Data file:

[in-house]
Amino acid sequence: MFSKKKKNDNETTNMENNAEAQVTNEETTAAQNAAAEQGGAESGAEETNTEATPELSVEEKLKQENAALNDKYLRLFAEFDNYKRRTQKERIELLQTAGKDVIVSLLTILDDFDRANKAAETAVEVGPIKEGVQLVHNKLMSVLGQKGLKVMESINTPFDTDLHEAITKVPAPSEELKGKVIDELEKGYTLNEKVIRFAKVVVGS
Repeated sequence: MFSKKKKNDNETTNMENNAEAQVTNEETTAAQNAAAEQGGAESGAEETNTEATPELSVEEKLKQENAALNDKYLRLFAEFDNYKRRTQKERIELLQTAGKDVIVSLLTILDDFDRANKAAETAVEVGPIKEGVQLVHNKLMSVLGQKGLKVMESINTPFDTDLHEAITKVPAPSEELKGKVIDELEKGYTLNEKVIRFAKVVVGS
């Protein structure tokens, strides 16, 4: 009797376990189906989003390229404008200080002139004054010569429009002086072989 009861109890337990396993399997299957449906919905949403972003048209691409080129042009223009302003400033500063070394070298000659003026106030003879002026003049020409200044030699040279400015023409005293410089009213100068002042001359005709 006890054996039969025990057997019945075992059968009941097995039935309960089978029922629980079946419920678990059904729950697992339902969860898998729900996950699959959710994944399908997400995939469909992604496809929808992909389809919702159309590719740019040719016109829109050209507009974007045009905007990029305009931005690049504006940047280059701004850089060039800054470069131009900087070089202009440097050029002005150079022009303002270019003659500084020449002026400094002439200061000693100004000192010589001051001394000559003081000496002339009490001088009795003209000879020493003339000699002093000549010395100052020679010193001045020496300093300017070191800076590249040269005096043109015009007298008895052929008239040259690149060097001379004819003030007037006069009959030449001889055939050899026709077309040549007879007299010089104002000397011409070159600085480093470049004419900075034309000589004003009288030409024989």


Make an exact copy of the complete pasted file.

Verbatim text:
[in-house]
Amino acid sequence: MFSKKKKNDNETTNMENNAEAQVTNEETTAAQNAAAEQGGAESGAEETNTEATPELSVEEKLKQENAALNDKYLRLFAEFDNYKRRTQKERIELLQTAGKDVIVSLLTILDDFDRANKAAETAVEVGPIKEGVQLVHNKLMSVLGQKGLKVMESINTPFDTDLHEAITKVPAPSEELKGKVIDELEKGYTLNEKVIRFAKVVVGS
Repeated sequence: MFSKKKKNDNETTNMENNAEAQVTNEETTAAQNAAAEQGGAESGAEETNTEATPELSVEEKLKQENAALNDKYLRLFAEFDNYKRRTQKERIELLQTAGKDVIVSLLTILDDFDRANKAAETAVEVGPIKEGVQLVHNKLMSVLGQKGLKVMESINTPFDTDLHEAITKVPAPSEELKGKVIDELEKGYTLNEKVIRFAKVVVGS
């Protein structure tokens, strides 16, 4: 009797376990189906989003390229404008200080002139004054010569429009002086072989 009861109890337990396993399997299957449906919905949403972003048209691409080129042009223009302003400033500063070394070298000659003026106030003879002026003049020409200044030699040279400015023409005293410089009213100068002042001359005709 006890054996039969025990057997019945075992059968009941097995039935309960089978029922629980079946419920678990059904729950697992339902969860898998729900996950699959959710994944399908997400995939469909992604496809929808992909389809919702159309590719740019040719016109829109050209507009974007045009905007990029305009931005690049504006940047280059701004850089060039800054470069131009900087070089202009440097050029002005150079022009303002270019003659500084020449002026400094002439200061000693100004000192010589001051001394000559003081000496002339009490001088009795003209000879020493003339000699002093000549010395100052020679010193001045020496300093300017070191800076590249040269005096043109015009007298008895052929008239040259690149060097001379004819003030007037006069009959030449001889055939050899026709077309040549007879007299010089104002000397011409070159600085480093470049004419900075034309000589004003009288030409024989």